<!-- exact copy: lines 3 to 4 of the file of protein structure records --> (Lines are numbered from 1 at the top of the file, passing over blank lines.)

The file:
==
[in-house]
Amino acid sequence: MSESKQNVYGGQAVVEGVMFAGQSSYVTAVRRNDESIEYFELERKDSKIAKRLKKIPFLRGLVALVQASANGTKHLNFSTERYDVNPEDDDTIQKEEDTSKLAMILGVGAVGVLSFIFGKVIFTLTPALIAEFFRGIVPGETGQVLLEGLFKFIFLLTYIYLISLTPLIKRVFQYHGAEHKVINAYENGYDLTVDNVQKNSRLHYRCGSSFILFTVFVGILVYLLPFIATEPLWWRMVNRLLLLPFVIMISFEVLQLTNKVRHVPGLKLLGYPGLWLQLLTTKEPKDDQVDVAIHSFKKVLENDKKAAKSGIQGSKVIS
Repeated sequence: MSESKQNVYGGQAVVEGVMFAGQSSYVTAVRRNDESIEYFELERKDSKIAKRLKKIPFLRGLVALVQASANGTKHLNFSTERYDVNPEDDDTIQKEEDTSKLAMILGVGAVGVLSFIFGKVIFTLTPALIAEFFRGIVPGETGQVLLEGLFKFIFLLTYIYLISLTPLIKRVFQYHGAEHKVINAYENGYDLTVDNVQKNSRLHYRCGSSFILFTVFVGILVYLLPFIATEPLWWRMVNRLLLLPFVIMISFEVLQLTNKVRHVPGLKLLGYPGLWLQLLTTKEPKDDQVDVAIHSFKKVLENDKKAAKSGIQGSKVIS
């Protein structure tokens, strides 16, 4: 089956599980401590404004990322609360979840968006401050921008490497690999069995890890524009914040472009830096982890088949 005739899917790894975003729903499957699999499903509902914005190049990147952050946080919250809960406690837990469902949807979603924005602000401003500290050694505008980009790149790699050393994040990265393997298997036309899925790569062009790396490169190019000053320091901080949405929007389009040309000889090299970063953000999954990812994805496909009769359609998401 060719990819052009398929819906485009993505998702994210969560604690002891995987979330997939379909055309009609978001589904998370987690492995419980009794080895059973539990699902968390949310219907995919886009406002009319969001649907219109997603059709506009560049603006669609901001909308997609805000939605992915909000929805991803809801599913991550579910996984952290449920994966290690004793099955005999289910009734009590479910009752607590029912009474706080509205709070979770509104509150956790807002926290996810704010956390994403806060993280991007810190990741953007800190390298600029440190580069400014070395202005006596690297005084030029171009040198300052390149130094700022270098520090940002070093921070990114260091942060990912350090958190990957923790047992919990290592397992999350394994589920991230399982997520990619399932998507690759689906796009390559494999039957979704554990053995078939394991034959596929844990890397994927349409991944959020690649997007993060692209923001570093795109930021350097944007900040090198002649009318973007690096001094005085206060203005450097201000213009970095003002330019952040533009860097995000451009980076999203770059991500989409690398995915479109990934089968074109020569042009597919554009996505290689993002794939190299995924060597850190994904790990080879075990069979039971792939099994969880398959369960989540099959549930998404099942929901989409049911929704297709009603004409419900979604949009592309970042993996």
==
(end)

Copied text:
Repeated sequence: MSESKQNVYGGQAVVEGVMFAGQSSYVTAVRRNDESIEYFELERKDSKIAKRLKKIPFLRGLVALVQASANGTKHLNFSTERYDVNPEDDDTIQKEEDTSKLAMILGVGAVGVLSFIFGKVIFTLTPALIAEFFRGIVPGETGQVLLEGLFKFIFLLTYIYLISLTPLIKRVFQYHGAEHKVINAYENGYDLTVDNVQKNSRLHYRCGSSFILFTVFVGILVYLLPFIATEPLWWRMVNRLLLLPFVIMISFEVLQLTNKVRHVPGLKLLGYPGLWLQLLTTKEPKDDQVDVAIHSFKKVLENDKKAAKSGIQGSKVIS
């Protein structure tokens, strides 16, 4: 089956599980401590404004990322609360979840968006401050921008490497690999069995890890524009914040472009830096982890088949 005739899917790894975003729903499957699999499903509902914005190049990147952050946080919250809960406690837990469902949807979603924005602000401003500290050694505008980009790149790699050393994040990265393997298997036309899925790569062009790396490169190019000053320091901080949405929007389009040309000889090299970063953000999954990812994805496909009769359609998401 060719990819052009398929819906485009993505998702994210969560604690002891995987979330997939379909055309009609978001589904998370987690492995419980009794080895059973539990699902968390949310219907995919886009406002009319969001649907219109997603059709506009560049603006669609901001909308997609805000939605992915909000929805991803809801599913991550579910996984952290449920994966290690004793099955005999289910009734009590479910009752607590029912009474706080509205709070979770509104509150956790807002926290996810704010956390994403806060993280991007810190990741953007800190390298600029440190580069400014070395202005006596690297005084030029171009040198300052390149130094700022270098520090940002070093921070990114260091942060990912350090958190990957923790047992919990290592397992999350394994589920991230399982997520990619399932998507690759689906796009390559494999039957979704554990053995078939394991034959596929844990890397994927349409991944959020690649997007993060692209923001570093795109930021350097944007900040090198002649009318973007690096001094005085206060203005450097201000213009970095003002330019952040533009860097995000451009980076999203770059991500989409690398995915479109990934089968074109020569042009597919554009996505290689993002794939190299995924060597850190994904790990080879075990069979039971792939099994969880398959369960989540099959549930998404099942929901989409049911929704297709009603004409419900979604949009592309970042993996």